49. Kick, One, Two, Three...

49. Kick, One, Two, Three...

From Chicken Soup for the Soul: Curvy & Confident

Kick, One, Two, Three . . .

The most terrifying thing is to accept oneself completely.

~Carl Gustav Jung

The dance floor was empty. My group was up next. I took a deep breath and stepped into place with my fellow dancers. The better dancers stood in the front, but I didn’t care. I knew what I could do. The music started and I moved across the floor with confidence and grace. I understood the purpose of the dance and I showed the emotion on my face and let my body do the rest. As I took the last step, I held my arms beautifully curved at my sides, slightly in front of my belly. I’d done well.

I took my seat on the side of the stage and waited for the rest of the groups to finish their final routines. The dance instructor looked gruff as he made his way to the stage. He walked by all of us, with pompous disinterest, and then reversed his path and started to point out individuals.

“You. You. You. Jerry. Sue . . .” He went on. “If I just pointed to you . . . you can leave the stage. Thank you. Maybe I’ll see you at the next auditions.”

I was a little surprised that I was still on stage.

“The rest of you . . . we’ll see you here Monday night at 6:30 P.M.”

With that, I was cast in Can-Can, my forty-eighth show and thirty-ninth musical. For twenty-plus years, I’ve been a fat, funny, confident, character actress, paid singer and reluctant dancer. I wasn’t like other entertainers, I was me. I had a thick waist, flabby arms and a round face, but I was talented and that trumped all the negatives that society might throw at me.

On Monday as I sat in the theater waiting for the rest of the cast, staff, and directors to arrive I realized that the stage was my life. It was the one place where I thrived and was accepted for who I was. I was comfortable here; my talent could shine.

After the director arrived, his assistant handed out scripts and I discovered I was a chorus member, background dancer and bit character. Fine with me. That meant I was going to be seen throughout the entire show. Nice!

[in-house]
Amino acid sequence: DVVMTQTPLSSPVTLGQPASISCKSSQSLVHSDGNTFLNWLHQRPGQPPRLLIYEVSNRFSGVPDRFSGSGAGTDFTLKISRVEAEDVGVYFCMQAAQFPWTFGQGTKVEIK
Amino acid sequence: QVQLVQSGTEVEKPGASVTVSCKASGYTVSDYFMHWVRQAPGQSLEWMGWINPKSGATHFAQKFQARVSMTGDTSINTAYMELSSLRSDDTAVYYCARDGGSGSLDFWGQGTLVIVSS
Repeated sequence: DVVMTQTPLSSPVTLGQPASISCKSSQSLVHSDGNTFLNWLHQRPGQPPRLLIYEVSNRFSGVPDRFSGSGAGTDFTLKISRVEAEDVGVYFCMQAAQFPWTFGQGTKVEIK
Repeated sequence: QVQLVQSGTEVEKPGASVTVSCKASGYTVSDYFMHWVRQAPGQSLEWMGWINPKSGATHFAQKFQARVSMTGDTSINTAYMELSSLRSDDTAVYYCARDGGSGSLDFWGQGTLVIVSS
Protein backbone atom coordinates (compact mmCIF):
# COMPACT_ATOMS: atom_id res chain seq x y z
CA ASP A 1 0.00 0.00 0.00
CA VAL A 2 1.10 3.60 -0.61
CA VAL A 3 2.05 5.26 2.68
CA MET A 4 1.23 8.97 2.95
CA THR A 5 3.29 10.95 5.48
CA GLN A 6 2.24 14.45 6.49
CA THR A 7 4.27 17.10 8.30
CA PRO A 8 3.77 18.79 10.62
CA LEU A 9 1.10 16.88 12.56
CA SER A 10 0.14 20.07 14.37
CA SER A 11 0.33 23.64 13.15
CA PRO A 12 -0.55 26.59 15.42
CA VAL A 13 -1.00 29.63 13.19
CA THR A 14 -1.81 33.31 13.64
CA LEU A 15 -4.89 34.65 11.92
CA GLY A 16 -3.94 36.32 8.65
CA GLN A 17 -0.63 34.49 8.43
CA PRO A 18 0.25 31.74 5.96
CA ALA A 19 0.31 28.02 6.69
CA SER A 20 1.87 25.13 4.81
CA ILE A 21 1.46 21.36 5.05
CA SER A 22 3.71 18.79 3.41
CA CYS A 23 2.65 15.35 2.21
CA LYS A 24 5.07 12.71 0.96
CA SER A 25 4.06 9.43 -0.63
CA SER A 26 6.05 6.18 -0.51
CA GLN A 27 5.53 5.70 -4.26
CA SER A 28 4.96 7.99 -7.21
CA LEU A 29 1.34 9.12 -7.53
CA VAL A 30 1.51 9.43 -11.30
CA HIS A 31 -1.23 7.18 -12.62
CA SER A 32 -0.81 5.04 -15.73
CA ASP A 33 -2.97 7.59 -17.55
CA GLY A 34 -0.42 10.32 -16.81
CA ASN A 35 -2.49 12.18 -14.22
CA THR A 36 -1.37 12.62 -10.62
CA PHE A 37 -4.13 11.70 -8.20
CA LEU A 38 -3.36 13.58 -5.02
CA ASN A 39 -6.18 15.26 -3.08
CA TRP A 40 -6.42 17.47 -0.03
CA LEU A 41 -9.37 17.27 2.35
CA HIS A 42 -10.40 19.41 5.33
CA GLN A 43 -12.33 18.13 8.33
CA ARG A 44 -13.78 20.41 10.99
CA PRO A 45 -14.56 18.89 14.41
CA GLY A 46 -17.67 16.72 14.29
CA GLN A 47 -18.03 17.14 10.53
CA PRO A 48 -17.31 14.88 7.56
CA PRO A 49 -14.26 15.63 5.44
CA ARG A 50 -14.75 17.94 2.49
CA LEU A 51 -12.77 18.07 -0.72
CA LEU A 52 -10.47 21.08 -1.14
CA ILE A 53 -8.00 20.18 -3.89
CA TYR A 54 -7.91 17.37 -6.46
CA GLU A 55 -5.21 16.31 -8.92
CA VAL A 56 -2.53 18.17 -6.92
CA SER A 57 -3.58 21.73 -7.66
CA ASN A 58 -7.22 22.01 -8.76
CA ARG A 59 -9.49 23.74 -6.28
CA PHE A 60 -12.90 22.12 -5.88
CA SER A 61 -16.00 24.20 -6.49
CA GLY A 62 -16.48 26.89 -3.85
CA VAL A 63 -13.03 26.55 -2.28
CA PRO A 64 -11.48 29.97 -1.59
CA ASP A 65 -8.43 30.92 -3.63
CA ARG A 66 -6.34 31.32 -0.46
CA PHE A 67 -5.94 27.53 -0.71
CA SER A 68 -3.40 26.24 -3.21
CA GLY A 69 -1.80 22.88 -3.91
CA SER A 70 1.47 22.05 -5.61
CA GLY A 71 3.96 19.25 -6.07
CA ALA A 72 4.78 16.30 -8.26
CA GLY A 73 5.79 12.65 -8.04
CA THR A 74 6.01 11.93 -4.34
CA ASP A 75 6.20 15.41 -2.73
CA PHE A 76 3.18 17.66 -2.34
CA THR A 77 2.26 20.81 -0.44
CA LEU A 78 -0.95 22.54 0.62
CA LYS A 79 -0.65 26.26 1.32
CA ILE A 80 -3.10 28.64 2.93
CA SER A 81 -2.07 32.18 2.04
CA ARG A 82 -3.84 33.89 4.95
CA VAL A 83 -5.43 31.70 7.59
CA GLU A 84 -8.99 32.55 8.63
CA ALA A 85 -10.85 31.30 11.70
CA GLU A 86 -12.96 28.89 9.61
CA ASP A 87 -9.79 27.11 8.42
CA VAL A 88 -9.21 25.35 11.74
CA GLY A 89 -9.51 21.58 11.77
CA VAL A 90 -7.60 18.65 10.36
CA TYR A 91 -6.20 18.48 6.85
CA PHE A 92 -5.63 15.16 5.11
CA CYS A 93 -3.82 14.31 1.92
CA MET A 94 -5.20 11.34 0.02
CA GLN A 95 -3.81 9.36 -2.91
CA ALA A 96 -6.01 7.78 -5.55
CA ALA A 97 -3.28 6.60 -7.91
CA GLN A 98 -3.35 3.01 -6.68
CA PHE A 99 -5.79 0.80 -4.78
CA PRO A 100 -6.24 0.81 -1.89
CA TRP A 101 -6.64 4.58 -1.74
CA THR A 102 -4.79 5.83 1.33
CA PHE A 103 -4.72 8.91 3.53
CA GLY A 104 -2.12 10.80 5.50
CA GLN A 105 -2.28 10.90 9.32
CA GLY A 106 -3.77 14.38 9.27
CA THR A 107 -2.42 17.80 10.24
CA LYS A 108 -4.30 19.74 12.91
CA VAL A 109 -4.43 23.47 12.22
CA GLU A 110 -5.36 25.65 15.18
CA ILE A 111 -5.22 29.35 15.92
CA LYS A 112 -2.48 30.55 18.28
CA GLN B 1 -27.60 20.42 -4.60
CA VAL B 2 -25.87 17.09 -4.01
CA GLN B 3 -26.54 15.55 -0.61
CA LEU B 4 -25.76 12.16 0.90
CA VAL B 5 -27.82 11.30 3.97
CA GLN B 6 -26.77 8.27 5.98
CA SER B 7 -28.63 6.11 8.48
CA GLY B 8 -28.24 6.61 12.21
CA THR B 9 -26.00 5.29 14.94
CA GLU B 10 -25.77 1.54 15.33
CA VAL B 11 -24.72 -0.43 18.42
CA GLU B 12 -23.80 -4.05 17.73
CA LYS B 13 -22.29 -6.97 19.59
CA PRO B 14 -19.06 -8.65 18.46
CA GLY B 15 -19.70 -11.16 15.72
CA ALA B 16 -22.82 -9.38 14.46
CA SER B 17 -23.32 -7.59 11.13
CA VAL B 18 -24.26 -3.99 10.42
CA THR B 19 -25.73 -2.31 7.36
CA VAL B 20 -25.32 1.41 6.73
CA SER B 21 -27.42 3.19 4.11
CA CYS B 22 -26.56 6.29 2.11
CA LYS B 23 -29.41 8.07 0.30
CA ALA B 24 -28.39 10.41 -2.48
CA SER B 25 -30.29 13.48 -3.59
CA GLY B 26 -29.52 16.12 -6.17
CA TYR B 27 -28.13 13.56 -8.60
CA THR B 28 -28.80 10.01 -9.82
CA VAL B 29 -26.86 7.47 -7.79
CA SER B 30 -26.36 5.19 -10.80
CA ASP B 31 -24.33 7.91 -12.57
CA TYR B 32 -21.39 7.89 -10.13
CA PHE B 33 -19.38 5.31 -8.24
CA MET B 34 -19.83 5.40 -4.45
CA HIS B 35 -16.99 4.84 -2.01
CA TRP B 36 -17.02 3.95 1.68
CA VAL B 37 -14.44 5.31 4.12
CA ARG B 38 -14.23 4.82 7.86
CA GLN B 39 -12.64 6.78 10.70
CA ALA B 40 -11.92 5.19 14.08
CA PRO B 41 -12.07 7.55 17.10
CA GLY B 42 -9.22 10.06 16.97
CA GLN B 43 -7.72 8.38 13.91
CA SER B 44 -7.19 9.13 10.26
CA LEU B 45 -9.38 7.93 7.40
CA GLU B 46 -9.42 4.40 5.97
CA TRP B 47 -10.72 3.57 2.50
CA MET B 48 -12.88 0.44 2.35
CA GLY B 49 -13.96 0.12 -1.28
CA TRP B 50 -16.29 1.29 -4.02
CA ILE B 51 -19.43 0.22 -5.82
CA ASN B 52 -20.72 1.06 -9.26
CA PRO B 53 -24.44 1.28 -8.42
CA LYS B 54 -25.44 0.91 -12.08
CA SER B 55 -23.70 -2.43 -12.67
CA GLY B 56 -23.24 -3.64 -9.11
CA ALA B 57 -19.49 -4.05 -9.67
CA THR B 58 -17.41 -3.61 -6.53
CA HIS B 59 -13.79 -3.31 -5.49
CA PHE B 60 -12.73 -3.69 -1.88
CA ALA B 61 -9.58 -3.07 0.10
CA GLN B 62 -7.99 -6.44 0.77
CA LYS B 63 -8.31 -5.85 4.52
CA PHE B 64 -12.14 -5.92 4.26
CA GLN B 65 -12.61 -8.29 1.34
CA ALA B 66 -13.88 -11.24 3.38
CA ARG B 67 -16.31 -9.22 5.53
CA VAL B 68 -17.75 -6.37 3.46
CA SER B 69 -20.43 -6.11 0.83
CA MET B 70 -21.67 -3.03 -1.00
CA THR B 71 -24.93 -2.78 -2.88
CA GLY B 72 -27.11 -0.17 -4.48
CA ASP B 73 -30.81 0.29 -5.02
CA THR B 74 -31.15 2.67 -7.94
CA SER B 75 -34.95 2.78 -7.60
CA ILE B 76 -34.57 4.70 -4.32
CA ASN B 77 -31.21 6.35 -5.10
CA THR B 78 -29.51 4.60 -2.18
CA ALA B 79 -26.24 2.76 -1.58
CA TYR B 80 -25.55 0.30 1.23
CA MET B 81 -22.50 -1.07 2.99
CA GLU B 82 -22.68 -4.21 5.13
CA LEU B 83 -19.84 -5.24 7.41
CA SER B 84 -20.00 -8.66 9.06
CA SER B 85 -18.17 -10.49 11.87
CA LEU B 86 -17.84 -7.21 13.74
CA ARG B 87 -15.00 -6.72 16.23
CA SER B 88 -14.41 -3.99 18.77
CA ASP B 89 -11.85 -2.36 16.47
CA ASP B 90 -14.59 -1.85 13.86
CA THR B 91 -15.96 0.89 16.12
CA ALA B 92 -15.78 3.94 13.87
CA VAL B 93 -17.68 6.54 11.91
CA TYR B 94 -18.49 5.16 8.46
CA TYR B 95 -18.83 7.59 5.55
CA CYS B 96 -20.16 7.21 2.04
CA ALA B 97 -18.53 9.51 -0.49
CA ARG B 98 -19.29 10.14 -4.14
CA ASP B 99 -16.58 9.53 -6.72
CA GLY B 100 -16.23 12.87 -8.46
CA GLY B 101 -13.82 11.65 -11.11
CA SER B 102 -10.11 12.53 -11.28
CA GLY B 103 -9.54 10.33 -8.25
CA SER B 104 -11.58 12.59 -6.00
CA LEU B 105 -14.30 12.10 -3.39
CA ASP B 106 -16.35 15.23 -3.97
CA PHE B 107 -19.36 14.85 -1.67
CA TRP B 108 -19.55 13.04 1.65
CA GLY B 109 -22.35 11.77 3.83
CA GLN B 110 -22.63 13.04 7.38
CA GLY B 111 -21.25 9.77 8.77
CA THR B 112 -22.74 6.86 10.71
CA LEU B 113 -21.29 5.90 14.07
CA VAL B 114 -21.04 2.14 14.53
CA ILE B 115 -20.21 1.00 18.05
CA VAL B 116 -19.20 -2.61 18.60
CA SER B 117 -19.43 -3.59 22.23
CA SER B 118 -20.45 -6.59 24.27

A week into rehearsals, we were working on two of the longer dances and I realized the director was following my every move. Fifteen minutes later, the director called the dance instructor over to talk. They both turned to look at me, they talked a little more and then I was called over. My heart stuck in my throat. Was I being released from the show?

“Candace, right?” the director said.

“Yes,” I said quietly.

“I hired you because I thought you’d be funny doing the can-can.”

He smiled. “What I didn’t expect is that you can actually dance.” He patted the instructor on the shoulder. “Davis is going to re-stage the dances and you’re going to be showcased. I have no doubt you can handle a full-fledged character dance.” He turned to Davis. “Have her ready by next Tuesday.”

For the next four days, I rehearsed and re-rehearsed the new steps. By Tuesday, I was ready. The music started and I was good and funny. All eyes were on me. The curvy girl showing all my fellow thespians that we have a place in this world.

Opening night was an explosion of emotions. I recalled all the staging, remembered all the lines and did all the dance steps perfectly. What I remembered most was the laughter. Guffaws for a comedic actor are the breaths of life, they’re what keep us going and make us want to do it again and again and again. I couldn’t wait to do it again the next day.

When I woke late the next morning, I checked the entertainment page in my newspaper to read about our opening night. As expected, the leads all got high scores and kudos. What stopped my heart was the write-up that I’d received. My name was pulled out of the cast and the critic gave me my own review.

Quirky, funny and she can dance. Candace Carteen adds charm and laughter to an almost perfect evening performance. A tried and true entertainer, she understands her character and puts all her weight behind it. No pun intended.

Over and over again I scanned the words. I’d been honored before, but this particular writer had been less than kind to me in the past. Something had changed in both of us. Maybe it was the fact that I didn’t care what others thought anymore. Maybe it was because the critic now had a little girl that was chunky. Whatever the reason, we weren’t the people we were a few years ago.

After so many years of being bullied to be someone I wasn’t, I decided that being me was a great thing.

I think that’s true for anyone who is different and not perfect by society’s standards. I’d been bullied my whole life, starting in childhood. My own father refused to teach me how to golf because my boobs were too big. After so many years of being bullied to be someone I wasn’t, I decided that being me was a great thing.

If you ask my friends to describe me, they’d say I am empathic, caring, sweet, adaptable, loving, smart, charming, dedicated, financially in-tune and a great listener. That’s not bad. They’d also add stubborn, tactless, and bitchy once in a while.

Being who I am has made me who I am. Does that mean that I no longer hear the ugly words that sad people sometimes throw at me on the street? No. Does it mean that I’m able to forgive all of those who have hurt me in the past? No.

It means that now I can say to myself, “What others think of me is none of my business.”

That’s powerful. After years of self-loathing, I’ve learned that I’m the person I have to live with every day. All I can do is be the best me I can.

I’m never going to be Twiggy. I wouldn’t want to be. I want to be me. Curvy, funny, charismatic me! If you don’t like that . . . I don’t really care.

~Candace Carteen

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